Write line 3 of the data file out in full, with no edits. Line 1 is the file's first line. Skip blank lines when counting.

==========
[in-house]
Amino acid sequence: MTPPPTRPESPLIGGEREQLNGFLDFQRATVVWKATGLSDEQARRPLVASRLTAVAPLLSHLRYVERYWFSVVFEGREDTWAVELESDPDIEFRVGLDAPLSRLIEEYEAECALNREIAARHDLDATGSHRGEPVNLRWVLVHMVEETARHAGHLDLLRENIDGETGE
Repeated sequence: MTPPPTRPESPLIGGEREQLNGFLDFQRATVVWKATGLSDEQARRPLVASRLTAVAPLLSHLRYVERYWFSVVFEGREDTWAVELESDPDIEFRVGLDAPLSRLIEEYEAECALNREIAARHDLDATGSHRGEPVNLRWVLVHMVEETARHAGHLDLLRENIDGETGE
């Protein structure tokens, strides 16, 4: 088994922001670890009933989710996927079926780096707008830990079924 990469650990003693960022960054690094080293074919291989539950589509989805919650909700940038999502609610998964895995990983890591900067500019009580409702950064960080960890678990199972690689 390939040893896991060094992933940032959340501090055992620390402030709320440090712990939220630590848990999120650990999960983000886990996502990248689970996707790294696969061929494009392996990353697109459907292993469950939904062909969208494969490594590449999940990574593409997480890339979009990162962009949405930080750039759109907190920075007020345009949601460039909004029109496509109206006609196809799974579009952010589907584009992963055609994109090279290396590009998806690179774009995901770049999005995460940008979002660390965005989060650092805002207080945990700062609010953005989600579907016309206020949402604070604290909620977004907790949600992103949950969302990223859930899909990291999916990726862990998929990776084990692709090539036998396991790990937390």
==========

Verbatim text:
Repeated sequence: MTPPPTRPESPLIGGEREQLNGFLDFQRATVVWKATGLSDEQARRPLVASRLTAVAPLLSHLRYVERYWFSVVFEGREDTWAVELESDPDIEFRVGLDAPLSRLIEEYEAECALNREIAARHDLDATGSHRGEPVNLRWVLVHMVEETARHAGHLDLLRENIDGETGE